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nathgregory
Beginner

Windows 10 TEAP EAP-Chaining with ISE

We are just starting to test using TEAP with Windows and Cisco ISE (EAP-Chaining) rather than use the AnyConnect NAM module.

 

We have deployed Workstation Authentication Certificates and are trying to get the machine authentication done via certificate and the user authentication via username/password (MSCHAPV2) - both of which will be Active Directory authenticated.

My main question is that so far the ISE Live Logs show EAP (MSCHAPV2) for both the machine and user auth.

Is using MSCHAPV2 secure enough for machine authentication?

Is it actually the certificate or not?

Or should I be aiming to ensure the machine authentication part is EAP-TLS?

Bit confused about how secure machine auth is with MSCHAPV2.

We have experimented with the settings on Windows but cannot seem to get the cert for machine auth to work?

1 ACCEPTED SOLUTION

Accepted Solutions
Greg Gibbs
Cisco Employee

Certificate-based EAP methods like EAP-TLS are generally considered more secure than password-based methods like PEAP-MSCHAPv2. See this blog for details on two.

Machine auth using EAP-TLS is common, but lots of organisations find user certificate-based user auth too difficult to manage due to certificate enrollment, expiry, etc. TEAP supports using EAP-TLS for machine auth and PEAP-MSCHAPv2, so it's a viable option to mitigate user certificate concerns. It also provides the added benefit of EAP Chaining. I would suggest reviewing the Using TEAP for EAP Chaining document and comparing it to your setup.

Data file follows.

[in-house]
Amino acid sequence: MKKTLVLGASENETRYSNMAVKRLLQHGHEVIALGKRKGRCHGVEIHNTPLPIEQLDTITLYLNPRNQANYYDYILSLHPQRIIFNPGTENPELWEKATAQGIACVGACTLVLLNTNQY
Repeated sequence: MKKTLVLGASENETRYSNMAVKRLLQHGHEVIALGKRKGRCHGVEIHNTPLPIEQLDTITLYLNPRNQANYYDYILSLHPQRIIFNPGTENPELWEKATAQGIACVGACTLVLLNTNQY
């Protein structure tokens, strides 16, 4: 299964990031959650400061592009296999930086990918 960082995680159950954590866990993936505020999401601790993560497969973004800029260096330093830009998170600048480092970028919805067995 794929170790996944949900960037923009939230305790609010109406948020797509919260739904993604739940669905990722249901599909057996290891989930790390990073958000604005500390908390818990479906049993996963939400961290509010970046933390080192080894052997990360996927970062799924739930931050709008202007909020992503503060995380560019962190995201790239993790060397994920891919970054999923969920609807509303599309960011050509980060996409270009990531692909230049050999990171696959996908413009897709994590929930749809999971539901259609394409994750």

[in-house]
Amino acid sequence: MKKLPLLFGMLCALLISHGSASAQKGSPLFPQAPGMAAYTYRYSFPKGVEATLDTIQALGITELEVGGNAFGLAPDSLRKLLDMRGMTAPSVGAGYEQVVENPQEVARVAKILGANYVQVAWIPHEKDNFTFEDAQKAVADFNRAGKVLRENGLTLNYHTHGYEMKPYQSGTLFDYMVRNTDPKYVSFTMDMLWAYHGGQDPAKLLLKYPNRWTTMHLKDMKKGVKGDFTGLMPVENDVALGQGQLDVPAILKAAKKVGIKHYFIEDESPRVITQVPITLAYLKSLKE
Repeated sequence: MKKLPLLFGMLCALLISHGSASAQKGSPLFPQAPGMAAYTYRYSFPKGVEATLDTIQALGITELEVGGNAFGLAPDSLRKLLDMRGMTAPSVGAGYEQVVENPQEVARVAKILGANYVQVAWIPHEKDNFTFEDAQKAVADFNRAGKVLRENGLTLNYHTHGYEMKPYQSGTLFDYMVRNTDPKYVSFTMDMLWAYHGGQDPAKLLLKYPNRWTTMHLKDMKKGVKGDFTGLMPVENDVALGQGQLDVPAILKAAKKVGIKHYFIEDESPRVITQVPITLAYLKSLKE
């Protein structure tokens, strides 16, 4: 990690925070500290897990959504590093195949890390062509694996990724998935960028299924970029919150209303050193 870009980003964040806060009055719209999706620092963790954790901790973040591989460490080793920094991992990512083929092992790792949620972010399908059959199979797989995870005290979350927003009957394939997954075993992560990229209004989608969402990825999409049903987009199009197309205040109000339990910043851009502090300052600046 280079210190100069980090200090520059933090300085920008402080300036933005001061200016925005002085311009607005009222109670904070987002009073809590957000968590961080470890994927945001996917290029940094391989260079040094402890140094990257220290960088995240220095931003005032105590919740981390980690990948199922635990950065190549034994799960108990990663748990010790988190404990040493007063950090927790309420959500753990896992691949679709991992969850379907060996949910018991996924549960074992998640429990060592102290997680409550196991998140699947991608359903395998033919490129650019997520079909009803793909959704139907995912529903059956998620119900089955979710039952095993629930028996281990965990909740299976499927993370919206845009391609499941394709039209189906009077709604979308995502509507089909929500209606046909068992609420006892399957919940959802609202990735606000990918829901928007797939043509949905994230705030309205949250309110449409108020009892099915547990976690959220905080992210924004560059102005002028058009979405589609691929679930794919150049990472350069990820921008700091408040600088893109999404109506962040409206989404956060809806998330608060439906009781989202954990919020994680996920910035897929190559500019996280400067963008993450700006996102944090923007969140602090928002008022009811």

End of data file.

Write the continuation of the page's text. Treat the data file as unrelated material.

It's not very clear in the UI but, in the Client Authentication section of the supplicant the 'Primary EAP method' refers to the User auth state, and the 'Secondary EAP method' refers to the computer auth state.

View solution in original post

2 REPLIES 2
Greg Gibbs
Cisco Employee

Certificate-based EAP methods like EAP-TLS are generally considered more secure than password-based methods like PEAP-MSCHAPv2. See this blog for details on two.

Machine auth using EAP-TLS is common, but lots of organisations find user certificate-based user auth too difficult to manage due to certificate enrollment, expiry, etc. TEAP supports using EAP-TLS for machine auth and PEAP-MSCHAPv2, so it's a viable option to mitigate user certificate concerns. It also provides the added benefit of EAP Chaining. I would suggest reviewing the Using TEAP for EAP Chaining document and comparing it to your setup.

It's not very clear in the UI but, in the Client Authentication section of the supplicant the 'Primary EAP method' refers to the User auth state, and the 'Secondary EAP method' refers to the computer auth state.

View solution in original post

Thanks that got it working!

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